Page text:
2 thoughts on “Aerial View of Nether House Farm on Quarry Road C1970s

  1. I remember this when it was Rutter’s farm, as I used to spend all my spare time up there when I was at school up until I left Killamarsh in 1967 to join NAAFI – attached to the Royal Navy.
    I had left the village by the time the photo was taken, but I remember the farm layout very well.
    The field on the far right was The Croft , where we used to put newly calved cows and their calves for the first few days after calving. There were several chicken huts in that field. Also Rutter’s always had the odd pony or 2 which were kept in there.
    The lane was Quarry Lane, and went over the canal bridge and up to Rutter’s fields at the other side. The canal was still there, but empty, (it’s been filled in on the photo). Quarry Lane obviously got it’s name from the fact that one of the “up over” fields contained a small quarry, which is where the stone for the original buildings came from.
    The white roofed building far right was the tractor garage, and joined on was the farmhouse, which was in turn joined onto the bigger house on the left. When I started going to the farm aged about 12, George Leah and George Hardy ( he used to be the postman) still lived in part of the big house.

    In front of the house was the farm yard, surrounded by buildings. The long row on the left were loose boxes for isolating cattle and storing root crops through the winter. The big L shaped building at the top of the yard was the “12 Byre” then the ” 6 Byre” then the building end on to the farmhouse was the Granary and Hay Barn.
    I spent many summers stacking hay bales in the barn, carrying them up a set of stone steps set into the barn wall. The farm, byres and barn were reputedly about 500 years old and the roof purlins were all the original hand cut beams with mortice and tenon joints, all pegged with oak dowels and tiled with big stone “slates” . (No doubt whoever demolished the farm found ready buyers for these items!)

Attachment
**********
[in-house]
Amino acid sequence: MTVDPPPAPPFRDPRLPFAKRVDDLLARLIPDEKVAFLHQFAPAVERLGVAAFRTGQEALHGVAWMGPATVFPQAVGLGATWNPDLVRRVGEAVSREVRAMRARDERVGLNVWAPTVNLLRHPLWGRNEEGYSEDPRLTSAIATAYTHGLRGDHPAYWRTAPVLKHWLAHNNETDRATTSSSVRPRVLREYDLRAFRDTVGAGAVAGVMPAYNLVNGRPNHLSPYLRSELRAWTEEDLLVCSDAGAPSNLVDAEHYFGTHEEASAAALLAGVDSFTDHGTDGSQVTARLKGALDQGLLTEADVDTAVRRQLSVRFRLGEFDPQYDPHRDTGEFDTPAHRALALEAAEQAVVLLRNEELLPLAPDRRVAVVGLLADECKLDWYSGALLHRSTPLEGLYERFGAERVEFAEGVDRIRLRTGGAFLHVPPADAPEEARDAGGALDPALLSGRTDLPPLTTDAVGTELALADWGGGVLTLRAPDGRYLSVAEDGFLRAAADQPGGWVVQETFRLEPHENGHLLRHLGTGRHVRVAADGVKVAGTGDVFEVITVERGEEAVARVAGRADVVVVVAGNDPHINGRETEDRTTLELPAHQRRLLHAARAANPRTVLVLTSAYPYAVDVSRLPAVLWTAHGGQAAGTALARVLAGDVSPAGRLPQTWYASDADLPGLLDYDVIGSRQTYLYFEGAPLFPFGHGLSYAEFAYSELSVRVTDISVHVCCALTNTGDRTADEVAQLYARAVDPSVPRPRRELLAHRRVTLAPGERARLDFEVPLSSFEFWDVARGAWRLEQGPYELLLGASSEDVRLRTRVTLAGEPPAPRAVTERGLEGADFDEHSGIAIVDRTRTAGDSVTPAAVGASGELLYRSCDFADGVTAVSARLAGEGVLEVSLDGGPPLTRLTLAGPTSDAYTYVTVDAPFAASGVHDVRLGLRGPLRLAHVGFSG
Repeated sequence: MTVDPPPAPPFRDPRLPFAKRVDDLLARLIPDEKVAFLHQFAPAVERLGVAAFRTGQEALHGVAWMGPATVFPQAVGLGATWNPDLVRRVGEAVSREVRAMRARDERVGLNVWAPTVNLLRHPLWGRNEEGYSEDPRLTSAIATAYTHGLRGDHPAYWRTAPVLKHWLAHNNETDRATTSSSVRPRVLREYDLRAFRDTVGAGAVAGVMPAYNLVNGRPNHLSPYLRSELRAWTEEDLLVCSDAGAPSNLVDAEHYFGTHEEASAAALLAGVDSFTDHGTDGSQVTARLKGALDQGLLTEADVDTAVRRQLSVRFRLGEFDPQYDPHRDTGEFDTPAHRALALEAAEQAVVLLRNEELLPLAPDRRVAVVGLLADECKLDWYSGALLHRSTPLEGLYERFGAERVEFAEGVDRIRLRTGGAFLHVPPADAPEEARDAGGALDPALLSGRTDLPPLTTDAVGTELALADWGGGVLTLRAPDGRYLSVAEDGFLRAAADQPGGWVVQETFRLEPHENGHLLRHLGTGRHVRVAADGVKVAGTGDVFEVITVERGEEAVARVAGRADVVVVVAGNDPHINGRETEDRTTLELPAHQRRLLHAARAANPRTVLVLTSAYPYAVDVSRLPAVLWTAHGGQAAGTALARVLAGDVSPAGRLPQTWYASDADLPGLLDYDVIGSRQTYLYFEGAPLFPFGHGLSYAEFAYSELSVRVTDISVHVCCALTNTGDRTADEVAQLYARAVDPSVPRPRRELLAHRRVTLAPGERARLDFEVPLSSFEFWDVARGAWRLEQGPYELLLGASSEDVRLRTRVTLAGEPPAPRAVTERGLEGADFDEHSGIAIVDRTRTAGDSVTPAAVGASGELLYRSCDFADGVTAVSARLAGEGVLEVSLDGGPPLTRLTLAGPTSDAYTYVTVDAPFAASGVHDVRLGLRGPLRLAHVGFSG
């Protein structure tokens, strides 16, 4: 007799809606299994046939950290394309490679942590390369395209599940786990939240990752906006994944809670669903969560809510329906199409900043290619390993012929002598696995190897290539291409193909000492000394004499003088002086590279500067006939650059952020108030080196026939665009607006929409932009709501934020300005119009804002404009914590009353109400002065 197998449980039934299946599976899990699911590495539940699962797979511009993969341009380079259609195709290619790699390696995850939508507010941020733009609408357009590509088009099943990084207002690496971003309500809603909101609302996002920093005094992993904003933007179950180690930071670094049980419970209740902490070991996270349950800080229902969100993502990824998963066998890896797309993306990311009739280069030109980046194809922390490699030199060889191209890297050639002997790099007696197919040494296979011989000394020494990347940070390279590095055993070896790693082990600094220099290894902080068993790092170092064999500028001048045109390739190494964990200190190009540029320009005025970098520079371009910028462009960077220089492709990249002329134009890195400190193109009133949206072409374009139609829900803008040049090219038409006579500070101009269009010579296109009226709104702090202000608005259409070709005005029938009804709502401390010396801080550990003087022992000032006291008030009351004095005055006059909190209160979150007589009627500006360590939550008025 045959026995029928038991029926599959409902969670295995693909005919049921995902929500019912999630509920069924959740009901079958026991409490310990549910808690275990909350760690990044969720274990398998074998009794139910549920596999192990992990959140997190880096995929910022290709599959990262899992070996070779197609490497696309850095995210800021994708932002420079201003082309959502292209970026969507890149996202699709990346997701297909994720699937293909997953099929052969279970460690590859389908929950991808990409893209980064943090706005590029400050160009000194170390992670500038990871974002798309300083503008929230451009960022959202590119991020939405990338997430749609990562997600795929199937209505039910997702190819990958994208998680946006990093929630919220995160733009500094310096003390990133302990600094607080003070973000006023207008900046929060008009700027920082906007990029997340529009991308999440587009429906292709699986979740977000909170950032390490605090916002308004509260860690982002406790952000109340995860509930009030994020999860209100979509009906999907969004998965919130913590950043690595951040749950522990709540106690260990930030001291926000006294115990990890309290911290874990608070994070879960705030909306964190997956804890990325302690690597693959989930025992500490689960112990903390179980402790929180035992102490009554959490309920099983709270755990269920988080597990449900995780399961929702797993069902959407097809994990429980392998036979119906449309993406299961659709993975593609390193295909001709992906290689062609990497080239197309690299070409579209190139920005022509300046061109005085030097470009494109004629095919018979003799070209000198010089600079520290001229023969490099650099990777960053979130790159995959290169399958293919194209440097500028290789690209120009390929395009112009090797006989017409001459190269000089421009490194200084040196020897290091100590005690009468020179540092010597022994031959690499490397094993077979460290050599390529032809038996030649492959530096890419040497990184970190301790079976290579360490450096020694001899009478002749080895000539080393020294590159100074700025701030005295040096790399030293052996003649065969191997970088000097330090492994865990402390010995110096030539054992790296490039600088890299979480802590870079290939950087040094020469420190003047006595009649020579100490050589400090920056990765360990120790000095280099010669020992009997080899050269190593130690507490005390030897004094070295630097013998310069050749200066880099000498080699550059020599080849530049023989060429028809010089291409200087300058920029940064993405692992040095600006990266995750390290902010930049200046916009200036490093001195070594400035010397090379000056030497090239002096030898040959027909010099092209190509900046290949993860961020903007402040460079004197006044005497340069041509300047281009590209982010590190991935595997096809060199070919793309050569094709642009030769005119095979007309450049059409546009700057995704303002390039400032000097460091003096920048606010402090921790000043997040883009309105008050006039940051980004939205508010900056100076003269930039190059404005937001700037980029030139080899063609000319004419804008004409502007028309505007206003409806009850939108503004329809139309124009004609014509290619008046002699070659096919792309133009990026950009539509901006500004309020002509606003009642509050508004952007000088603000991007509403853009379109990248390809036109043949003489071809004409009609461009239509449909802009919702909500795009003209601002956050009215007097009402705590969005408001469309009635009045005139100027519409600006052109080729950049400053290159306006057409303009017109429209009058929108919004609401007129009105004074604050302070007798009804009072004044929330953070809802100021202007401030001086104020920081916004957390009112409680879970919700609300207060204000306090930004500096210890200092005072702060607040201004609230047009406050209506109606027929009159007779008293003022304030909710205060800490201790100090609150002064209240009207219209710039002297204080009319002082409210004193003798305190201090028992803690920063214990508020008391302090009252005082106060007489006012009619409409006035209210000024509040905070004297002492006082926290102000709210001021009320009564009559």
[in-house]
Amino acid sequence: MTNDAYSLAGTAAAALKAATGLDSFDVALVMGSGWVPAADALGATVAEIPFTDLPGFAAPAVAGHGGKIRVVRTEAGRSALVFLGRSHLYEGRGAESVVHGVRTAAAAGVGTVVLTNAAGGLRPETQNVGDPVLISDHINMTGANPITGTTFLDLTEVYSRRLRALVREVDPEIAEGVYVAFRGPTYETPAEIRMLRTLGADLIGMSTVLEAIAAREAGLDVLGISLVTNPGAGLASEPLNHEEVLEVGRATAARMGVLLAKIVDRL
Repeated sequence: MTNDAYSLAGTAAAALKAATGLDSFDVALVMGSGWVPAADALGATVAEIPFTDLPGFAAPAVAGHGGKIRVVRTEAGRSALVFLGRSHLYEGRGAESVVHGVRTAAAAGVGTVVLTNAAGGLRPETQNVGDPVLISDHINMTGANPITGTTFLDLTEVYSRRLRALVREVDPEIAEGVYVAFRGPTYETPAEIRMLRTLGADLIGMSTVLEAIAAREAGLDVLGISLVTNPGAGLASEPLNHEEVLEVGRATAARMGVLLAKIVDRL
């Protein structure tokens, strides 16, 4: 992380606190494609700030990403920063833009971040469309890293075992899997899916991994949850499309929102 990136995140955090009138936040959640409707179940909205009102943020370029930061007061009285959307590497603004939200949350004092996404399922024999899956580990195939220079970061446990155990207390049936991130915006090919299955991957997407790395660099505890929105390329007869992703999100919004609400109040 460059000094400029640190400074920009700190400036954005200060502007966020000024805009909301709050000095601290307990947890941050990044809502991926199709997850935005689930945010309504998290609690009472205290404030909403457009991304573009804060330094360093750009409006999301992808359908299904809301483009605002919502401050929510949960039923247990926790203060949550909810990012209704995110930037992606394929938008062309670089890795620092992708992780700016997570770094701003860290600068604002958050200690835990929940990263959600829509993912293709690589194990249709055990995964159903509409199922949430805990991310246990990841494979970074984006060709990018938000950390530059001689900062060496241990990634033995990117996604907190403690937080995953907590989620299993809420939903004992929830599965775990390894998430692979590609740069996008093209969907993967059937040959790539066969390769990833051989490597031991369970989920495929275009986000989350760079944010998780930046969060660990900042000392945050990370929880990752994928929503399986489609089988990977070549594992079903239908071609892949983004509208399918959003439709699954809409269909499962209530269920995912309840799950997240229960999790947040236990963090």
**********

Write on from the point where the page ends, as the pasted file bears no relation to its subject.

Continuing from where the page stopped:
On the right of the barns was the Stackyard which as it’s name suggests, is where we built the Corn stacks and where the threshing machine used to stand at threshing time. After we started using combine harvesters and balers, this area became an implement storage area.

    The open fronted building at the back of the stackyard were originally horse stables (the feeding troughs were still in situ) but they were used for implement sheds.
    At the back of those buildings was the walled farm garden, ( the wall was about 10 feet high and on the other side of it was the canal towpath and canal.)

    On the far left was the orchard, which again had several chicken sheds in it.

    The field in the very bottom left was where Doctor Charles Lipp kept his hunters.
    There is a shed shown up against the hedge and to the right – in the hedge, was a mulberry bush, which I was assured was over 700 years old, and it still bore fruit. I ate many a pound of mulberries during my time at the farm.

    Finally running under the orchard was a spring which came out of the ground into a stone trough, where we used to let the cattle drink. As I remember, the spring water was crystal clear, it never dried up completely even in the driest weather and I also remember that several older people in the village used to bring bottles to fill from the spring, claiming it had health giving properties. Whether it did or not I don’t know, but must have drunk gallons of it over the years!

    Looking at the photo brought back many memories of the time I spent at “the Farm”

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